Personal story of dentistry under Socialism in Czechoslovakia

By Xanthippa Socrates with much thanks

I was born and raised behind the Iron Curtain, the daughter of a political dissident.

Yeah, fun times.
I would like to talk to you about the socialized dentistry I grew up with.
As a kid, you were not entitled to just making a dental appointment:  in grade 3, a screener came to our school.  Those of us who needed dental work were given an appointment at a dental clinic.
On the appointed day and time, I showed up at the dental clinic.  My parents were going through a rough patch and did not come with me, but apart from a parent/chaperone, the big thing that I was missing was a ‘present’ for the dentist.
All the other kids and the adults accompanying them had packets of imported coffee beans, expensive boxes of chocolates, bottles of alcohol, or other rather expensive gifts.  I had nothing, but did not realize the significance of this.
While in the waiting room, I became rather afraid, because I heard howls of pain from the dentistry room.
Once it was my turn, I entered and there were 6 dental chairs, side-by-side, and I was shown into the second from left one.  A dentist came up to me, told me to open my mouth wide, and looked in.  Then, without any notice, I felt a horrible burning pain…
I screamed and, without consciously thinking of it, my jaws shut closed.
“We have a biter here!’ the dentist called out and everyone stared at me, shaming me…I wished I could have fallen through the floor, that is how ashamed I felt.
At this point, I would like to point out that in this type of dentistry, there was no freezing (thought a waste of resources) and, unlike in the West where a stream of cooling water is directed at the tooth – well this was never considered.  Plus, nobody ever warned me this might hurt, or when they were about to drill…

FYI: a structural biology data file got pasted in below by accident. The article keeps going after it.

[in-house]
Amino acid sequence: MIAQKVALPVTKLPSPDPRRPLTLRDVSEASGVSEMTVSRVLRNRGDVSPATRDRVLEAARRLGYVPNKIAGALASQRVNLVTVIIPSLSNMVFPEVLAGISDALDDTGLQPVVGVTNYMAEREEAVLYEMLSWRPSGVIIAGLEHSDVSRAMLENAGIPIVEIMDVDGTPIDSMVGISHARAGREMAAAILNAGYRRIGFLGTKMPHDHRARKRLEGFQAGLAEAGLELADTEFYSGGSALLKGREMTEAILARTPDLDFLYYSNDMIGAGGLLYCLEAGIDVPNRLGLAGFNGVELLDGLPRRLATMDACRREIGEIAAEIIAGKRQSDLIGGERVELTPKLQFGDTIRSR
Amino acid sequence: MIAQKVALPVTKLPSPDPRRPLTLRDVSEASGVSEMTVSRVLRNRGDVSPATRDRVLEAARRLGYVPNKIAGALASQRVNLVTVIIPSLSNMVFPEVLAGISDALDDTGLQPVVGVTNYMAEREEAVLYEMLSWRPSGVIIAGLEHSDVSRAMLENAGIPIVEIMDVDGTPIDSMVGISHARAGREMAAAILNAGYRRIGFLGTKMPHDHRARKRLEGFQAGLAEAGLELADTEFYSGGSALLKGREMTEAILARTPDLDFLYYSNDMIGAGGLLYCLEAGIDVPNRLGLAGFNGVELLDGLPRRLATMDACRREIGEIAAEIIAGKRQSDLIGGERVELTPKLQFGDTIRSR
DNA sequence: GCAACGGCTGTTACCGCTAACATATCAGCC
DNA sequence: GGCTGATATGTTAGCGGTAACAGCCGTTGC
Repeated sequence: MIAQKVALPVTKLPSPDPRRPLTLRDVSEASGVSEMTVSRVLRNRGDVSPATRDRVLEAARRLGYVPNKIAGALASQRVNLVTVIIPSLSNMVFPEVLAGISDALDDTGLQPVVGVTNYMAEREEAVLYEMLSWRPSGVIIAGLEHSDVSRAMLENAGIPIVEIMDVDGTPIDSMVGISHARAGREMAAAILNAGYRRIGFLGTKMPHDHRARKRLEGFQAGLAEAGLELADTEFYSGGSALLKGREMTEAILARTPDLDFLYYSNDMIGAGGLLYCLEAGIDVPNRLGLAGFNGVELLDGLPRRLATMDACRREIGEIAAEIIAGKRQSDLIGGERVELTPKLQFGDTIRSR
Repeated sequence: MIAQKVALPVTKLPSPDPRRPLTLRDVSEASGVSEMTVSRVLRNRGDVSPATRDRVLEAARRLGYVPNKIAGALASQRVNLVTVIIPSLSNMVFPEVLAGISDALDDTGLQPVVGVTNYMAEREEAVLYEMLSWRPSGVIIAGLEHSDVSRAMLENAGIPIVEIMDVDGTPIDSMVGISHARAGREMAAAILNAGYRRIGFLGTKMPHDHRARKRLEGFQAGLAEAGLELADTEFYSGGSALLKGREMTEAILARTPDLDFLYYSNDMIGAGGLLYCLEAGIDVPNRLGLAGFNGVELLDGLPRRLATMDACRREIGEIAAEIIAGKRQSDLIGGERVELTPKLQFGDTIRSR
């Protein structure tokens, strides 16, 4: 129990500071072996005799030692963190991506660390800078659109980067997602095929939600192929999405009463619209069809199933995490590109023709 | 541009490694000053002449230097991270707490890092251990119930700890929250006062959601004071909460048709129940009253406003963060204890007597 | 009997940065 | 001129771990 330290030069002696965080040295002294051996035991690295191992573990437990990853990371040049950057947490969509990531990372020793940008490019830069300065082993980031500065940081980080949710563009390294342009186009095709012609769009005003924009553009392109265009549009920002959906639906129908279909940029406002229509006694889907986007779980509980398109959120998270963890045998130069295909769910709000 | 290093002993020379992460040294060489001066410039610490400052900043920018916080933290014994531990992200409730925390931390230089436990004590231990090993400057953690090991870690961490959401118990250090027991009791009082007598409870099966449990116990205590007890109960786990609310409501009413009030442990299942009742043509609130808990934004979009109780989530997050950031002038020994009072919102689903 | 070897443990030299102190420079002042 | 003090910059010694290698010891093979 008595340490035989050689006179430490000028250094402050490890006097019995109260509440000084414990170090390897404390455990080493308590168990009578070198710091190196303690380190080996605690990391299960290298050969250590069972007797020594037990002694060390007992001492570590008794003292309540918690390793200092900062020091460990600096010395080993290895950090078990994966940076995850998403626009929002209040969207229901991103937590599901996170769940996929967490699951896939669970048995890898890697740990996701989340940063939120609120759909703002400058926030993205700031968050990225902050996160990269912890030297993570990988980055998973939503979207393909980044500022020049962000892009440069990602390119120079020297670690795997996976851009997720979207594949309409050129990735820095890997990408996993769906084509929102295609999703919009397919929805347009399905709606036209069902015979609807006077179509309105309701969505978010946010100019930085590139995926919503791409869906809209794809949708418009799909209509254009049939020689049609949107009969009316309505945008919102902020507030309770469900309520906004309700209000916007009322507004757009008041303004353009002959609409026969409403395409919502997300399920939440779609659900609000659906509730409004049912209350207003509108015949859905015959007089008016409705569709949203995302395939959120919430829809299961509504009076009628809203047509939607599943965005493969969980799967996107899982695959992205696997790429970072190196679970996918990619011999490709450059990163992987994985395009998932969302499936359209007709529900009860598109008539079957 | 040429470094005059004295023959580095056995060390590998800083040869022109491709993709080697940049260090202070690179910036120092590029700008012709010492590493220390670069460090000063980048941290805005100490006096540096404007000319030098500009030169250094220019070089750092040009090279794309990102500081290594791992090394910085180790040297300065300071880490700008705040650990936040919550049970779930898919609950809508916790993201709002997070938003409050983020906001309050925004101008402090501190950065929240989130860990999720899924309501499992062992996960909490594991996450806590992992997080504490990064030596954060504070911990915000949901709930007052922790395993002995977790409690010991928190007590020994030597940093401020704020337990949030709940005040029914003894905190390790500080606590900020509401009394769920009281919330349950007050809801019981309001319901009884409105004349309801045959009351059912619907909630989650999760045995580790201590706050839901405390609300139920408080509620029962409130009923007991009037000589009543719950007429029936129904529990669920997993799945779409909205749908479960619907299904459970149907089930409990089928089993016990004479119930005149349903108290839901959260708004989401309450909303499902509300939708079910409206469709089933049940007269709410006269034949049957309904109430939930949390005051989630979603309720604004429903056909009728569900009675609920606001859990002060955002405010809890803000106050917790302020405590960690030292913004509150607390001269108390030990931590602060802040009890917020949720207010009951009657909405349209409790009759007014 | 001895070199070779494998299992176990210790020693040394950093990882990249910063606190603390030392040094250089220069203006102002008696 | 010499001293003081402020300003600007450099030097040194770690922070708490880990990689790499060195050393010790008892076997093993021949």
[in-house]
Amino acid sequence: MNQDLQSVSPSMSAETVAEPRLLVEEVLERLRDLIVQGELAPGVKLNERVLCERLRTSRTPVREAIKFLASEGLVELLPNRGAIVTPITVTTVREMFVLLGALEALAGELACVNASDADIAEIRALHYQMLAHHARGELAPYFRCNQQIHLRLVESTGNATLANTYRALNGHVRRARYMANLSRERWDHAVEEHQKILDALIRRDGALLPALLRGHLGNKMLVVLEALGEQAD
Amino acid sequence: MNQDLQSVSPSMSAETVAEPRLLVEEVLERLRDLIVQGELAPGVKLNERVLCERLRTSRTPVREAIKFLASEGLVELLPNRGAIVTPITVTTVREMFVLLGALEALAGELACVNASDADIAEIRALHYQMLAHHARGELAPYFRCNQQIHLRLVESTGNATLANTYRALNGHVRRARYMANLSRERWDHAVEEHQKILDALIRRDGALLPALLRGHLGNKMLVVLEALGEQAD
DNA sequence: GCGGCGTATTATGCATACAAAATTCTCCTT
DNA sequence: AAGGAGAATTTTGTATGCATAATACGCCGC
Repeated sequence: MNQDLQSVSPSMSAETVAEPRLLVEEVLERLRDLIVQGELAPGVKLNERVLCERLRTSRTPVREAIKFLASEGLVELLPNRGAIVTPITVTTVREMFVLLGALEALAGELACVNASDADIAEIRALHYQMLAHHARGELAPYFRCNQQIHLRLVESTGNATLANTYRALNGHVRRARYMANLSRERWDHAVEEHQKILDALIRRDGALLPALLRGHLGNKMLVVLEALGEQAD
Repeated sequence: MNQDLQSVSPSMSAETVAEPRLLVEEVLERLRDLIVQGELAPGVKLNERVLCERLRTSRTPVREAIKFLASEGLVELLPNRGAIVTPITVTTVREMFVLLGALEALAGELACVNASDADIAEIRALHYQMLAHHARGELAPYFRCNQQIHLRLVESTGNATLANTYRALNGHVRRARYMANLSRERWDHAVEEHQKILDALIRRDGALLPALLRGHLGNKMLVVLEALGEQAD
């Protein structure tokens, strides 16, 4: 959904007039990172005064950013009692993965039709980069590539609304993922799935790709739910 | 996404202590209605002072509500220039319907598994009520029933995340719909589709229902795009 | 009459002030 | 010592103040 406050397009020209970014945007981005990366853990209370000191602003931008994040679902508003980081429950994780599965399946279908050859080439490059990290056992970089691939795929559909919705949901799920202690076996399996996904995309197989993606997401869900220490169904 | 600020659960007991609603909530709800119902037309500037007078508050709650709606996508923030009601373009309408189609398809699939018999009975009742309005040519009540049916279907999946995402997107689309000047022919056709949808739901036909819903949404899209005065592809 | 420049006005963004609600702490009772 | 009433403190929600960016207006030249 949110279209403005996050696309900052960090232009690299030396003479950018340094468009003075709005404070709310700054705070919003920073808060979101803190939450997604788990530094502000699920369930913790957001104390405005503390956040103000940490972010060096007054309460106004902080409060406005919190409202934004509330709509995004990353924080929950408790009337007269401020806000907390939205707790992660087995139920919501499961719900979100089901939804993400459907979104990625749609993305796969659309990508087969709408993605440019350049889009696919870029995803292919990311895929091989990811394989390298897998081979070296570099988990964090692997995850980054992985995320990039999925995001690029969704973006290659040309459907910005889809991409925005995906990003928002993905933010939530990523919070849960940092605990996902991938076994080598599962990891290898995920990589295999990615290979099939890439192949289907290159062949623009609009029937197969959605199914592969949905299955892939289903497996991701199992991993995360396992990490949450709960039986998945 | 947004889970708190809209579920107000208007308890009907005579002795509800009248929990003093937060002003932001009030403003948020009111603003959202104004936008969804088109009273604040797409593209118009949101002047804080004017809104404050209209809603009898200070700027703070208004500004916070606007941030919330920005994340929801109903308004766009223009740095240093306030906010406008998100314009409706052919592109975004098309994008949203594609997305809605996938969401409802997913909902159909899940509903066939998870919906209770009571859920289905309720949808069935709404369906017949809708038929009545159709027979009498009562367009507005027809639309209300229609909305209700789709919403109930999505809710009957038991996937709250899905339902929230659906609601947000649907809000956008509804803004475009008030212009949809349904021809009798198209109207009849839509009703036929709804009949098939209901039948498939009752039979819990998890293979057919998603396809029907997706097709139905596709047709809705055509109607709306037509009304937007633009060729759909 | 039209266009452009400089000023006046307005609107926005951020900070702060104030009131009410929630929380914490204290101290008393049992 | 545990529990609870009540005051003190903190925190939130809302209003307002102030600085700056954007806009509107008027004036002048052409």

Shamed and shunned, I was moved to the rightmost chair where there was an assistant who had ‘the finger’ – a metal sleeve that went over her finger, with really sharp edges.  I suspect the sharp edges were a feature – to condition the patients against the need for their use.
She had stuck this between my jaws – again, no notice – and kept them apart while the dentist drilled away, no stopping or pausing for a breath or to relieve pain.  When she had smugly removed ‘the finger’, I did not know what was more painful – the four drilled teeth or the cut-up insides of my cheek.
By the way, all 4 of my cavities were in baby teeth – so no fillings were put in because that would be a waste of resources.  After all, they would fall out, eventually – so why fill them?
My next dental visit, they pulled 4 (different) teeth.
I had learned from my earlier mistake and brought presents, but they still thought using anaesthetics was a waste of resources.
Yeay for free dental care!!!  Yeay for socialism!!!

About Eeyore

Canadian artist and counter-jihad and freedom of speech activist as well as devout Schrödinger's catholic

16 Replies to “Personal story of dentistry under Socialism in Czechoslovakia”

  1. Tbh, this is nonsense. Exaggerated projection of childhood traumas and fobias.
    I grew up in midsize town in one of asian republics of ex-ussr. There were few kids dental clinics. Not the top notch level, but decent and easily accessible.

    • I am more amused than traumatized and when I know the pain is coming, I can take it rather well.

      For example, when I was pregnant, out of an abundance of caution not to affect my fetus, I had chosen to have all dental work done without freezing, and this included a root canal and getting a molar pulled.

      It was more about the attitude of the dentists/staff – and this attitude is pervasive both under Socialism, but also in a number of unionized workplaces in The West.

      Once, I was working a union job and about two weeks in, my union rep came to have chat with me: he proceeded to tell me to stop working so fast…or else.

      Same attitude.

  2. Weird. Same country. Dentist on the way to school. Only one seat, no weird shaming practices. No presents for the dentist ever needed. When my tooth hurt once, I just dropped by on the way to school, and was attended to, no paperwork, no money needed.

    All dental work was without anesthesia, but I never expected any, did not know it existed.

    This is not a push for socialism. I liked the low-bureaucracy aspect.